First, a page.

Competition market structures. The products sold in this market structure are differentiated to varying
degrees, but all products produced within the market are interchangeable with each other, this means
prices in a Monopolistic market are determined by what competitors have priced their products at, as
consumers will switch to buying products from another business when they see that they can buy a
similar product for a cheaper price, and the manufacturing costs have an impact on the prices,
output decisions are based upon consumer demand
Note
[3.2]
Illustrate the way in which market forces shape organisational responses using a range of examples
Market forces are factors which affect the supply and demand of free market economies; it is
inherently important for businesses to understand the market forces of a particular market in order to
stay ahead of any and all competitors as this will allow by businesses to find a price that consumers
are willing to pay.
Market forces include:
Customers Customers are vitally important to each and every business as customers are the sole
reason why each for profit organisation justifies its existence. It is very important for a business to
keep in close contact with its consumer base, for example, if a business which is producing personal
computers, tablets and phones, as these gadgets are continually changing and evolving, its crucial to
understand what the customers want, if the business self righteously decides that it knows best then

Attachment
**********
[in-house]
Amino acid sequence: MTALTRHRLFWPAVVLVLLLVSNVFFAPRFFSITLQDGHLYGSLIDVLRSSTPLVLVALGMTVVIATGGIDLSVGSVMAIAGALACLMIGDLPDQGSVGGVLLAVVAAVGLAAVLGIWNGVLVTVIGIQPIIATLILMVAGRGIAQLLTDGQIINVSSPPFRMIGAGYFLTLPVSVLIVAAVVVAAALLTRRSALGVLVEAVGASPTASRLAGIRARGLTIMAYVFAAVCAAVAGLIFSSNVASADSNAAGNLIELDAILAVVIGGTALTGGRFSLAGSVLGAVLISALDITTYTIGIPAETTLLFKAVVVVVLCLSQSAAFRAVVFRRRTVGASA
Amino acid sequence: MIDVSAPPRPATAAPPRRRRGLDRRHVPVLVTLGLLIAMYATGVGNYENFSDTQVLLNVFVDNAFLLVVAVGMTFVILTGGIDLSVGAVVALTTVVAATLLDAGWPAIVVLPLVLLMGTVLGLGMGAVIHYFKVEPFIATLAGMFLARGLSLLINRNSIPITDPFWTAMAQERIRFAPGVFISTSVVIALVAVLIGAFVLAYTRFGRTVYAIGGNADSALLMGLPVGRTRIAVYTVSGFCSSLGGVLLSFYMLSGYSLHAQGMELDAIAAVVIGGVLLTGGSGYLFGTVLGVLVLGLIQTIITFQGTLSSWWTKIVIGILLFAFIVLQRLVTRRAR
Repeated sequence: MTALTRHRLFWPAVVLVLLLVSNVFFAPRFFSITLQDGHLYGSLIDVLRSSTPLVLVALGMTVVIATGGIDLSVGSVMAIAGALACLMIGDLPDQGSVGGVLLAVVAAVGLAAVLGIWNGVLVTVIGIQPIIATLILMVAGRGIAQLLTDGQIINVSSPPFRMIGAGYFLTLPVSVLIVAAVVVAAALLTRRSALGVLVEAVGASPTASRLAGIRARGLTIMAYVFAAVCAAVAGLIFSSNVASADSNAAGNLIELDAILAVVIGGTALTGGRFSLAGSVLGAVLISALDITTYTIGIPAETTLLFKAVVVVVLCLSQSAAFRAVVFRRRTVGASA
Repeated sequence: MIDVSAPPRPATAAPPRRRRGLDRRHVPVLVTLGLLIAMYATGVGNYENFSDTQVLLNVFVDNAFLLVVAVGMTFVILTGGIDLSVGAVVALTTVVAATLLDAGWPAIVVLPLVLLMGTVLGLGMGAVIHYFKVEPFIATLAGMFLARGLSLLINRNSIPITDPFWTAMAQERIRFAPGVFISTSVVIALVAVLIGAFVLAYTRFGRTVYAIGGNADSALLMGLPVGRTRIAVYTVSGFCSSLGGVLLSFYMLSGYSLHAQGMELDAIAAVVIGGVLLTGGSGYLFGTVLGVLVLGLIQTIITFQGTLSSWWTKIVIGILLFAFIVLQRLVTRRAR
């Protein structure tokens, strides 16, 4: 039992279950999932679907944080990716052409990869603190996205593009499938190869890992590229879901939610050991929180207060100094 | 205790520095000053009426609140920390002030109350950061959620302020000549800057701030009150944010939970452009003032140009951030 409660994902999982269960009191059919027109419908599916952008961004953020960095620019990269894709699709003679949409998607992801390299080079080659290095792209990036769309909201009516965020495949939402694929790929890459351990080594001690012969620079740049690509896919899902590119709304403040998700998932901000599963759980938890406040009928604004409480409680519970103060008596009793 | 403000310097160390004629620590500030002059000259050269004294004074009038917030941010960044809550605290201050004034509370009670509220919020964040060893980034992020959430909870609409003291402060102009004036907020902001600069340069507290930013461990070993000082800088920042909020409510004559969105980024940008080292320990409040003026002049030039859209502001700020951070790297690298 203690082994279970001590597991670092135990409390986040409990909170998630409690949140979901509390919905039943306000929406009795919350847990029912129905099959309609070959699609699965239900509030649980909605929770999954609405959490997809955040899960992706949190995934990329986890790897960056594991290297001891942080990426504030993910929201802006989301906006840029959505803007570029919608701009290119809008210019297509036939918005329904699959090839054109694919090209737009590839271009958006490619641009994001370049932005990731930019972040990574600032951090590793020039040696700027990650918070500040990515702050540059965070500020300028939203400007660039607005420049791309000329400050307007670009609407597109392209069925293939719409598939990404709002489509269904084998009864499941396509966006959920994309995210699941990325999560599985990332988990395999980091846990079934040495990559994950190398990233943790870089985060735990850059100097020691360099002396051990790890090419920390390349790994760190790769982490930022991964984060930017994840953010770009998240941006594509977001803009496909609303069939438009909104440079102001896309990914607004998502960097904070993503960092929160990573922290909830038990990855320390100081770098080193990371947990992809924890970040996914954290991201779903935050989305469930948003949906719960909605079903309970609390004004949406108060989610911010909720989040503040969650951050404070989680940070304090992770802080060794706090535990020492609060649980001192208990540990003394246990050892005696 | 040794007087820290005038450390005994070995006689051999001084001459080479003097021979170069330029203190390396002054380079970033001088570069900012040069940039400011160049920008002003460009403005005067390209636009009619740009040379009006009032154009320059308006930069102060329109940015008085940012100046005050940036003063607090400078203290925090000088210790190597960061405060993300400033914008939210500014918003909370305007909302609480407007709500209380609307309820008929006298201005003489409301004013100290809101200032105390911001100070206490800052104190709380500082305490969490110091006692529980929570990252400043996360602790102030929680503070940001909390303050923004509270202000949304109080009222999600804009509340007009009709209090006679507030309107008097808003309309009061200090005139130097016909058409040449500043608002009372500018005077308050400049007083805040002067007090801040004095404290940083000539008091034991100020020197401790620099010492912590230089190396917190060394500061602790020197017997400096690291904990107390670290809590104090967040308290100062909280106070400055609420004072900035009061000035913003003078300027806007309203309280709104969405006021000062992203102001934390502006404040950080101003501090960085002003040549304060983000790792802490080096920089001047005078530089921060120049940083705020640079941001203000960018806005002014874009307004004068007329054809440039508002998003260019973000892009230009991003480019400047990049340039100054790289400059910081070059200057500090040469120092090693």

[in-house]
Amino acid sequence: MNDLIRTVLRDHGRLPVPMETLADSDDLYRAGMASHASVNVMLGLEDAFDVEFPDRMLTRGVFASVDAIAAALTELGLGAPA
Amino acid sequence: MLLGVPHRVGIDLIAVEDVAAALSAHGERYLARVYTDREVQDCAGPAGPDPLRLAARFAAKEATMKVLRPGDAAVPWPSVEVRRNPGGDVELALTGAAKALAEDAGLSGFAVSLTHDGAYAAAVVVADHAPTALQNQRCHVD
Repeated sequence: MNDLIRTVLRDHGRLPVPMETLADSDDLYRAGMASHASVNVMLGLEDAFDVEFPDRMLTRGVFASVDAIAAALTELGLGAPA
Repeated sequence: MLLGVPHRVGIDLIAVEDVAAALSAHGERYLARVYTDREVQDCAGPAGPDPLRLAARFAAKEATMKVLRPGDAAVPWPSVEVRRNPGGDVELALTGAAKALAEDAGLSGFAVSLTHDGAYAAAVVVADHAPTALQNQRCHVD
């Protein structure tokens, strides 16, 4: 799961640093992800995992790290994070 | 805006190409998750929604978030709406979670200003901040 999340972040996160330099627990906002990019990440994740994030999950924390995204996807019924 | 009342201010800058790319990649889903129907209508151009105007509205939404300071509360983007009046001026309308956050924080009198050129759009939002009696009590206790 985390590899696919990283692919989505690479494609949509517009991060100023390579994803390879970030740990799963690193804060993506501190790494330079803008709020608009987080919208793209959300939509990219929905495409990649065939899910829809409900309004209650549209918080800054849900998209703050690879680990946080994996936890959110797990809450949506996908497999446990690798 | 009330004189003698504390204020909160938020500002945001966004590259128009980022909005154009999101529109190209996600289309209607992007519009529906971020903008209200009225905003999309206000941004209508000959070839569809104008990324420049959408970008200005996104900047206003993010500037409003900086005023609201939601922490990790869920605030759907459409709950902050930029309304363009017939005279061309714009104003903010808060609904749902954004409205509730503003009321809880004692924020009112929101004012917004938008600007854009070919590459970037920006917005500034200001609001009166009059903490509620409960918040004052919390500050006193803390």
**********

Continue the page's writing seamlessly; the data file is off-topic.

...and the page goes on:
Benjamin Lee

the consumers will make their purchases at a different retailer, which will cause the business to lose
loyal customers and market share.
Supply and Demand When there is an overabundance of a particular product in a market, the
demand for that product will naturally decrease, however, if the supply of a particular product
decreases then the demand for it will increase. An organisation will respond to either an oversupply or
an undersupply by changing its production to match the demand of the market, which means if the
organisation is oversupplying the market then the organisation will decrease the amount it produces,
however, if the organisation is undersupplying the market the organisation will increase its production
of that particular product.
Demand is the amount of products and/or services required to satisfy the market needs. Demand for a
businesss products and/or services will either decrease or increase, businesses will respond
appropriately. Business profits plummet when demand for their products and/or services decreases,
meaning, businesses need to respond to decreased demand for their products by lowering the output
capacity, firing unnecessary workers and closing down redundant factories. If demand for a businesss
product and/or services increases then the response is to hire more workers, open more factories and
increase the overall output capacity of the business to meet the demand from consumers.
Employees Employees are the people who work for the business, they are vitally important to any
business, as if not for them the business wouldnt function. Employees can have an impact on how a
business acts, for example, if new legislation decreasing the maximum amount of hours a worker can
work is passed in either the United Kingdom or the European Union, the organisation will respond by
hiring more workers to make up for the loss of productivity.
Suppliers Suppliers are as important to businesses as customers, the reason being is that businesses
cannot function without them. If suppliers increase the costs of their work/raw materials/products then
the price for businesses and consumers will increase proportionally. If the products that the business